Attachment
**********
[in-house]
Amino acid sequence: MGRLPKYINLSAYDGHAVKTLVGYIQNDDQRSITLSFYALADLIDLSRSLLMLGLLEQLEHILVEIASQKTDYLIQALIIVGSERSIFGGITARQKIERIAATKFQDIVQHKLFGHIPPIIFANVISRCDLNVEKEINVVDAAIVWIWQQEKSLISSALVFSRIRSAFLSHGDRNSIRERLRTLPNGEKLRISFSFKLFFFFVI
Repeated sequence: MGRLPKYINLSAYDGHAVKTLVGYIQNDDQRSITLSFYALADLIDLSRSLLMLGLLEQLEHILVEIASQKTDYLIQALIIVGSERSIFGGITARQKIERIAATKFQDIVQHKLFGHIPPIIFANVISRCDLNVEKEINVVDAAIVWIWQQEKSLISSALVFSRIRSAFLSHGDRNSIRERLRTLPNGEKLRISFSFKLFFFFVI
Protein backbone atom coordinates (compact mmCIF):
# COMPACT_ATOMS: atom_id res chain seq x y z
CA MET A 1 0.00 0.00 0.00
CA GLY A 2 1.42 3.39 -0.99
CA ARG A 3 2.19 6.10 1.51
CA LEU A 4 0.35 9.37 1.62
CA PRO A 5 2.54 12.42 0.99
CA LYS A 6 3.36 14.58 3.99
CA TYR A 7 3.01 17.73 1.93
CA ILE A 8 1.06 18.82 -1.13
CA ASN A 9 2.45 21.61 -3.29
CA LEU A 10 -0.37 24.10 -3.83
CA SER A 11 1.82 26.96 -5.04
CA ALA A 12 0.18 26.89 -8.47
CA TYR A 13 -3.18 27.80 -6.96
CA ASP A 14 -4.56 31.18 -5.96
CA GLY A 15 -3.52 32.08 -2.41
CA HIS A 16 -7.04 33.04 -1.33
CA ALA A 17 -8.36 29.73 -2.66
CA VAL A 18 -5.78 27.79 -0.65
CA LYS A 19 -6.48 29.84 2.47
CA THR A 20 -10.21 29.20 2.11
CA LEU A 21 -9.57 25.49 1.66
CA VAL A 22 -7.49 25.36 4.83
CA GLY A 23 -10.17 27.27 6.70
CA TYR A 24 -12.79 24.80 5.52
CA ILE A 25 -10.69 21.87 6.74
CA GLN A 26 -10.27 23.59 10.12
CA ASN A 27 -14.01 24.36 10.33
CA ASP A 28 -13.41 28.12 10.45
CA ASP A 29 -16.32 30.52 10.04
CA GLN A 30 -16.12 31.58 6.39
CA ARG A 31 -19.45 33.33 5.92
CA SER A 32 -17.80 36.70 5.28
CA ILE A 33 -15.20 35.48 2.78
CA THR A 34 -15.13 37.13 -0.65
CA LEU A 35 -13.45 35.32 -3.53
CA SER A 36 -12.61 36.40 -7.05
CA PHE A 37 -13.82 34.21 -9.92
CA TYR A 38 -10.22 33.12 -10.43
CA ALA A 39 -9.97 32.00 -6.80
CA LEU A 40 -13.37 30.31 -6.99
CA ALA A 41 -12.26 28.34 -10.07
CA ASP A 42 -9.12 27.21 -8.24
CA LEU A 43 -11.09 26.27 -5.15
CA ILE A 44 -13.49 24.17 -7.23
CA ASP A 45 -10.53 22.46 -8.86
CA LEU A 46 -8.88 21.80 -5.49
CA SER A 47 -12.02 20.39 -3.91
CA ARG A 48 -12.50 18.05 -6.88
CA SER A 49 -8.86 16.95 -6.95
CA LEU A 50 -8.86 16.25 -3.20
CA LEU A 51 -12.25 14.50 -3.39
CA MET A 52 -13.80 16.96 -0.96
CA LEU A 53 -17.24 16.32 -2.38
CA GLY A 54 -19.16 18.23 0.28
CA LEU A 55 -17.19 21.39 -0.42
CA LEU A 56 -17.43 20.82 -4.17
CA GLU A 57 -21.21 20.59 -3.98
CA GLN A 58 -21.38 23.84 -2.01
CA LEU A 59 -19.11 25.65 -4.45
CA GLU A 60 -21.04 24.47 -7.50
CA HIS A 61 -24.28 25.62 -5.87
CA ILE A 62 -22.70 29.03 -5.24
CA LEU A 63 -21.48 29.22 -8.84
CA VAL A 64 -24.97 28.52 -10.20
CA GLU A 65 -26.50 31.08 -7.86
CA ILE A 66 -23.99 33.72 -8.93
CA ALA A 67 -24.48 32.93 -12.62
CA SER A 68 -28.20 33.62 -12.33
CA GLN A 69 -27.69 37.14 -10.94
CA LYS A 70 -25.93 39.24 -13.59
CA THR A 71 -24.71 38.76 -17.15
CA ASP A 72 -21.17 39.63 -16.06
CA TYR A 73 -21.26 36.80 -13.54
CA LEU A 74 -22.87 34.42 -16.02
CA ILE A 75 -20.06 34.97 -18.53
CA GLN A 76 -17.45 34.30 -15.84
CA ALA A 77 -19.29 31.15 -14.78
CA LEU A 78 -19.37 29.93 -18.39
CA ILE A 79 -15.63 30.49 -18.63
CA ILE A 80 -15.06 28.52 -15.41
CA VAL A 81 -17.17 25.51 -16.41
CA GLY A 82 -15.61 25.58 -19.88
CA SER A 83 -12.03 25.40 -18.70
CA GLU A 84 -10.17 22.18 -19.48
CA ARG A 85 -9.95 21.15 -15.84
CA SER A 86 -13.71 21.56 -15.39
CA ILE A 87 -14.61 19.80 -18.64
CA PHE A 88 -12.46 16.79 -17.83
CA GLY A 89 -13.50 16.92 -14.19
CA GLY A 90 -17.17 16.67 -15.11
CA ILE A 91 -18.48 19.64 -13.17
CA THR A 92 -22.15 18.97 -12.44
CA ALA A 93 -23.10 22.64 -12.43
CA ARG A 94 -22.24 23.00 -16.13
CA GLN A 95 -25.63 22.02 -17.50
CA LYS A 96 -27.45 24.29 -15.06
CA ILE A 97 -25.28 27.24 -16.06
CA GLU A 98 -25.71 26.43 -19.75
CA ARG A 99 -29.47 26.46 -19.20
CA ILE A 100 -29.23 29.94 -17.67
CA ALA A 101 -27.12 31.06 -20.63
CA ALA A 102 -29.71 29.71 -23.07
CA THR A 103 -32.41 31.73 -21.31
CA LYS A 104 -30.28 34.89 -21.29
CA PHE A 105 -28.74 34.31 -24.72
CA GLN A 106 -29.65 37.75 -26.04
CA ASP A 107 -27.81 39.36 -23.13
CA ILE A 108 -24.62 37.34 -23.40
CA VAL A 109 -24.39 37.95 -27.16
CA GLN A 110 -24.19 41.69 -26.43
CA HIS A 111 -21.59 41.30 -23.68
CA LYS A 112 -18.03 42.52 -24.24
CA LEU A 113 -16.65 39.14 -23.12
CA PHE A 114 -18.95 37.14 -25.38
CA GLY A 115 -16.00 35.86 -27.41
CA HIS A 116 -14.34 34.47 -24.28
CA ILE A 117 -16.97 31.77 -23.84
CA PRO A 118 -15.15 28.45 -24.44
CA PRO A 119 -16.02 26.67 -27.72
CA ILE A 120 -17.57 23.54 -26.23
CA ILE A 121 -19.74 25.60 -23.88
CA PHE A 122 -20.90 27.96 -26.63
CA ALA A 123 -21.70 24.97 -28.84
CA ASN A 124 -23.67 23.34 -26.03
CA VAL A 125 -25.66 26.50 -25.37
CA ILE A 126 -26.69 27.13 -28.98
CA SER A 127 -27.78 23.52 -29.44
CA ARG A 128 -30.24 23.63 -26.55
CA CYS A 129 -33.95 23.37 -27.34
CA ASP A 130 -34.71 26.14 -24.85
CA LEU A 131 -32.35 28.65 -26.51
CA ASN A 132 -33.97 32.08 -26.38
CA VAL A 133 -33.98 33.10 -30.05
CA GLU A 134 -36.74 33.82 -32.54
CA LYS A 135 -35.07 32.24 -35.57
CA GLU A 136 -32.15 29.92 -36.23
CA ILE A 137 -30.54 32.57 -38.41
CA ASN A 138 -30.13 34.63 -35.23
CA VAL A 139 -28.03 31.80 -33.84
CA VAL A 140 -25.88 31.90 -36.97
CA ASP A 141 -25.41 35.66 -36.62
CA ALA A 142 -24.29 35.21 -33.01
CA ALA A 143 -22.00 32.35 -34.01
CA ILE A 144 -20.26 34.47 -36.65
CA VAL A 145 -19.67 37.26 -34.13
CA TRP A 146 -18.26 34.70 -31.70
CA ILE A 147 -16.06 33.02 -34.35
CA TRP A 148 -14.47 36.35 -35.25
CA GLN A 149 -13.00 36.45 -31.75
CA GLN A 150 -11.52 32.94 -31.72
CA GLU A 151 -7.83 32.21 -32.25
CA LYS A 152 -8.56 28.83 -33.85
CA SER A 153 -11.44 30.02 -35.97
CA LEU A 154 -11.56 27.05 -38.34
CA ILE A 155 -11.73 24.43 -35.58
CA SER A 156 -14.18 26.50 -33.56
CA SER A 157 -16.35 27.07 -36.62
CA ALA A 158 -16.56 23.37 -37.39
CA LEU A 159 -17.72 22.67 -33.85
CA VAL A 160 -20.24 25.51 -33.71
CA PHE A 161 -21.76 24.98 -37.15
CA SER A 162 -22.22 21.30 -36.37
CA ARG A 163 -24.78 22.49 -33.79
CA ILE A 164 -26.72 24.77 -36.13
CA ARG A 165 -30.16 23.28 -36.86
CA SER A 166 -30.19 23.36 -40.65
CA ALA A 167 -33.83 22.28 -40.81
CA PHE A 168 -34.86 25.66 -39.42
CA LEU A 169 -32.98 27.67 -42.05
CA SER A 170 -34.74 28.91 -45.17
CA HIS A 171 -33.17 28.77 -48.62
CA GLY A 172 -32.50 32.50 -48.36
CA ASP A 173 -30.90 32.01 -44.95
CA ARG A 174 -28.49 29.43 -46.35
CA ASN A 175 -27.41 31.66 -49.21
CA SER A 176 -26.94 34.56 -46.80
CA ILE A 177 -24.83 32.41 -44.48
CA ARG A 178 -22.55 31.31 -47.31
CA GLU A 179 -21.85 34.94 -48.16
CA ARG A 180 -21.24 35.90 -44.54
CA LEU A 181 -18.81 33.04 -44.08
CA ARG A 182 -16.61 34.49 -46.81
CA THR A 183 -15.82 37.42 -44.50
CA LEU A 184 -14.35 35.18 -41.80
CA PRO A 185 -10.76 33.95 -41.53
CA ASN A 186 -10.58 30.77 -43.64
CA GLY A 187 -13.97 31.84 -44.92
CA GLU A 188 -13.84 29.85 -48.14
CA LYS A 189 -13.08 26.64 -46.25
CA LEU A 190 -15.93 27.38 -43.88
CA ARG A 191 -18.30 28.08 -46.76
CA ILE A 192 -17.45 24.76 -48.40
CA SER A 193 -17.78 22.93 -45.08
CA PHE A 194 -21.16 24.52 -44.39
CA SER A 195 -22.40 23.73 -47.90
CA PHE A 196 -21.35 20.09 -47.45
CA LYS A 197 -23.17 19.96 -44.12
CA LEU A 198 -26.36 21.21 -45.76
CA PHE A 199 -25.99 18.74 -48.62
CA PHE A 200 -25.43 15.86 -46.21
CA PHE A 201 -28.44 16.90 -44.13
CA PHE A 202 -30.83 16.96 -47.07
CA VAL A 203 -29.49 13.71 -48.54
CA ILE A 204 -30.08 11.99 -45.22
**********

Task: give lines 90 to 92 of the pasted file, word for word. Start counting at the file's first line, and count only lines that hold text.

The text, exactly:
CA ARG A 85 -9.95 21.15 -15.84
CA SER A 86 -13.71 21.56 -15.39
CA ILE A 87 -14.61 19.80 -18.64